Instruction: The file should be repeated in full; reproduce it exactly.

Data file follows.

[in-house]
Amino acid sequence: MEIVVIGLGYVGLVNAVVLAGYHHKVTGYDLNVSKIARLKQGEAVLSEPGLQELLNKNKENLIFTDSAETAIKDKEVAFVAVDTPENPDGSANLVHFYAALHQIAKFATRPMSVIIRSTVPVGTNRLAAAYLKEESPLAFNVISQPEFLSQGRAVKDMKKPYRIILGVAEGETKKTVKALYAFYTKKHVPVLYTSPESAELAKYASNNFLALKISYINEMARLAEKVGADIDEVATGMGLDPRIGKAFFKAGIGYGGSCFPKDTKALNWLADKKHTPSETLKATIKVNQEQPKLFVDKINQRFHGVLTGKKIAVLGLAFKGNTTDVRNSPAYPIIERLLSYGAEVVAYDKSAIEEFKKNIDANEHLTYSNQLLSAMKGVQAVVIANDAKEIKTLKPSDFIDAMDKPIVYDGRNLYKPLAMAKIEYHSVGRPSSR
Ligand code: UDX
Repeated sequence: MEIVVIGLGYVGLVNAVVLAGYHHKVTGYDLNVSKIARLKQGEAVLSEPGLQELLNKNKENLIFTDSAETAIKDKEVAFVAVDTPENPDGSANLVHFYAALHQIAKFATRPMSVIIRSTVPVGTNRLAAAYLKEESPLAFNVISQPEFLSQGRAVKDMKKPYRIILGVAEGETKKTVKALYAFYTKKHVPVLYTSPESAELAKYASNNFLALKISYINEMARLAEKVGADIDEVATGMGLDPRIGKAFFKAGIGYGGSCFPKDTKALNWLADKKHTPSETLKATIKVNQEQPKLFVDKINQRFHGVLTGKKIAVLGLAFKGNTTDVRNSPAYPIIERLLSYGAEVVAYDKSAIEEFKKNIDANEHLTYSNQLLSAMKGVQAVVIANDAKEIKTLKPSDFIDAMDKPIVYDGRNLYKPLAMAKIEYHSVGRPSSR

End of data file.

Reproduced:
[in-house]
Amino acid sequence: MEIVVIGLGYVGLVNAVVLAGYHHKVTGYDLNVSKIARLKQGEAVLSEPGLQELLNKNKENLIFTDSAETAIKDKEVAFVAVDTPENPDGSANLVHFYAALHQIAKFATRPMSVIIRSTVPVGTNRLAAAYLKEESPLAFNVISQPEFLSQGRAVKDMKKPYRIILGVAEGETKKTVKALYAFYTKKHVPVLYTSPESAELAKYASNNFLALKISYINEMARLAEKVGADIDEVATGMGLDPRIGKAFFKAGIGYGGSCFPKDTKALNWLADKKHTPSETLKATIKVNQEQPKLFVDKINQRFHGVLTGKKIAVLGLAFKGNTTDVRNSPAYPIIERLLSYGAEVVAYDKSAIEEFKKNIDANEHLTYSNQLLSAMKGVQAVVIANDAKEIKTLKPSDFIDAMDKPIVYDGRNLYKPLAMAKIEYHSVGRPSSR
Ligand code: UDX
Repeated sequence: MEIVVIGLGYVGLVNAVVLAGYHHKVTGYDLNVSKIARLKQGEAVLSEPGLQELLNKNKENLIFTDSAETAIKDKEVAFVAVDTPENPDGSANLVHFYAALHQIAKFATRPMSVIIRSTVPVGTNRLAAAYLKEESPLAFNVISQPEFLSQGRAVKDMKKPYRIILGVAEGETKKTVKALYAFYTKKHVPVLYTSPESAELAKYASNNFLALKISYINEMARLAEKVGADIDEVATGMGLDPRIGKAFFKAGIGYGGSCFPKDTKALNWLADKKHTPSETLKATIKVNQEQPKLFVDKINQRFHGVLTGKKIAVLGLAFKGNTTDVRNSPAYPIIERLLSYGAEVVAYDKSAIEEFKKNIDANEHLTYSNQLLSAMKGVQAVVIANDAKEIKTLKPSDFIDAMDKPIVYDGRNLYKPLAMAKIEYHSVGRPSSR